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I have implemented a search engine in C for my html website. My entire web is programmed in C.

I understand that html input sanitization is necessary because an attacker can input these 2 html snippets into my search page to trick my search page into downloading and displaying foreign images/scripts (XSS):

<img src="path-to-attack-site"/>
<script>...xss-code-here...</script>

Wouldn't these attacks be prevented simply by searching for '<' and '>' and stripping them from the search query ? Wouldn't that render both scripts useless since they would not be considered html ? I've seen html filtering that goes way beyond this where they filter absolutely all the JavaScript commands and html markup !

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2 Answers 2

up vote 14 down vote accepted

Input sanitisation is not inherently ‘necessary’.

It is a good idea to remove things like control characters that you never want in your input, and certainly for specific fields you'll want specific type-checking (so that eg. a phone number contains digits).

But running escaping/stripping functions across all form input for the purpose of defeating cross-site-scripting attacks is absolutely the wrong thing to do. It is sadly common, but it is neither necessary nor in many cases sufficient to protect against XSS.

HTML-escaping is an output issue which must be tackled at the output stage: that is, usually at the point you are templating strings into the output HTML page. Escape < to &lt;, & to &amp;, and in attribute values escape the quote you're using as an attribute delimiter, and that's it. No HTML-injection is possible.

If you try to HTML-escape or filter at the form input stage, you're going to have difficulty whenever you output data that has come from a different source, and you're going to be mangling user input that happens to include <, & and " characters.

And there are other forms of escaping. If you try to create an SQL query with the user value in, you need to do SQL string literal escaping at that point, which is completely different to HTML escaping. If you want to put a submitted value in a JavaScript string literal you would have to do JSON-style escaping, which is again completely different. If you wanted to put a value in a URL query string parameter you need URL-escaping, not HTML-escaping. The only sensible way to cope with this is to keep your strings as plain text and escape them only at the point you output them into a different context like HTML.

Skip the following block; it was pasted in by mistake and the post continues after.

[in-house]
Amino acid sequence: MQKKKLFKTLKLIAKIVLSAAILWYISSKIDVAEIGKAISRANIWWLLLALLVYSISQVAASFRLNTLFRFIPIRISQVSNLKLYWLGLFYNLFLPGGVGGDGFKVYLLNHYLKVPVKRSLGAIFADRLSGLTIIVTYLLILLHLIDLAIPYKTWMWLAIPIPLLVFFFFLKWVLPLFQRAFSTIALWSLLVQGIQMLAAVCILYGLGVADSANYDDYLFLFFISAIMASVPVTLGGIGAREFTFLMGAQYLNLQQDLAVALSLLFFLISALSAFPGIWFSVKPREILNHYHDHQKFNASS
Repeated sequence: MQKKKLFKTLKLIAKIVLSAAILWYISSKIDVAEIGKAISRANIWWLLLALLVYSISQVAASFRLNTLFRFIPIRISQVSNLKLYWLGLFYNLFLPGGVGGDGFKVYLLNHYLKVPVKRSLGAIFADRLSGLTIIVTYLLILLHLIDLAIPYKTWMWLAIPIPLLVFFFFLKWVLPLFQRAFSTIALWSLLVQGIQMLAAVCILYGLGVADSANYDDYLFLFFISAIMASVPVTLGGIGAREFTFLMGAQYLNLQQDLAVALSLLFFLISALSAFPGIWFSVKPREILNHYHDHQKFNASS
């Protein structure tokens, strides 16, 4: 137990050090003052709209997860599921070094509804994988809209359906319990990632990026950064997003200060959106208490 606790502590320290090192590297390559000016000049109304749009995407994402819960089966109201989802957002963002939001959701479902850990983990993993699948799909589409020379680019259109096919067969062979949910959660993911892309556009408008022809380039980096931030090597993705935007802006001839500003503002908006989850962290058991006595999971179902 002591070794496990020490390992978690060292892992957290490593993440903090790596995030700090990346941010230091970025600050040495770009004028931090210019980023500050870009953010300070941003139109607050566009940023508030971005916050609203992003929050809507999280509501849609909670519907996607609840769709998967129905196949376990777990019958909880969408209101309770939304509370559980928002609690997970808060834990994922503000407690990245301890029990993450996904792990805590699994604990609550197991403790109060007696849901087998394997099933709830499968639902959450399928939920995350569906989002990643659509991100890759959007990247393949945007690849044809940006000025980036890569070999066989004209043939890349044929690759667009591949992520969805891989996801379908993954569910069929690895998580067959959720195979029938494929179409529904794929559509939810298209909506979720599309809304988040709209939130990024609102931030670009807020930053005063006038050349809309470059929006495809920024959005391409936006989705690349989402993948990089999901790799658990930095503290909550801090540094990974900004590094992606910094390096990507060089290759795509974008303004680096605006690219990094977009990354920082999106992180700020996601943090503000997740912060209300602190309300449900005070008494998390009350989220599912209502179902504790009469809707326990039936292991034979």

Wouldn't these attacks be prevented simply by searching for '<' and '>' and stripping them from the search query ?

Well yes, if you also stripped ampersands and quotes. But then users wouldn't be able to use those characters in their content. Imagine us trying to have this conversation on SO without being able to use <, & or "! And if you wanted to strip out every character that might be special when used in some context (HTML, JavaScript, CSS...) you'd have to disallow almost all punctuation!

< is a valid character, which the user should be permitted to type, and which should come out on the page as a literal less-than sign.

My entire web is programmed in C.

I'm so sorry.

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15  
+1 for the last line. –  Russell Dias Oct 3 '10 at 14:23
    
@bobince: You mention filtering double quotes. What about single quotes ? –  Neeladri Vishweswaran Oct 3 '10 at 17:55
    
Well in an HTML attribute value you have to escape whichever quote you've used as the delimiter: <div title="He said &quot;That's OK&quot;"> and <div title='He said "That&#39;s OK"'> are equally valid, though the double-quote delimiter is by far the more commonly used which is why I mentioned that in particular. To be safe, you can always escape both. Single quotes also have to be escaped (in a different way) when creating SQL queries of course. –  bobince Oct 3 '10 at 21:16
    
@Russell Dias: Last line? I had a web analytics counter installed (written in PHP) that slowed down the site considerably with only a few days worth of data ! –  Neeladri Vishweswaran Oct 15 '10 at 10:05
1  
That would be an application problem, usually a poorly-designed database schema (and yes, many PHP apps really are very poorly designed). High-level scripting languages are used for the vast majority of web sites without speed being a big issue; if you're using C through CGI, the startup costs and inability to pool database connections and cache resources will cost much more than you gain by using the low-level language. –  bobince Oct 15 '10 at 13:44

Encoding brackets is indeed sufficient in most cases to prevent XSS, as anything between tags will then display as plain-text.

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Not true, It is very important to sanitize " –  Der Flatulator Jul 29 '12 at 14:41

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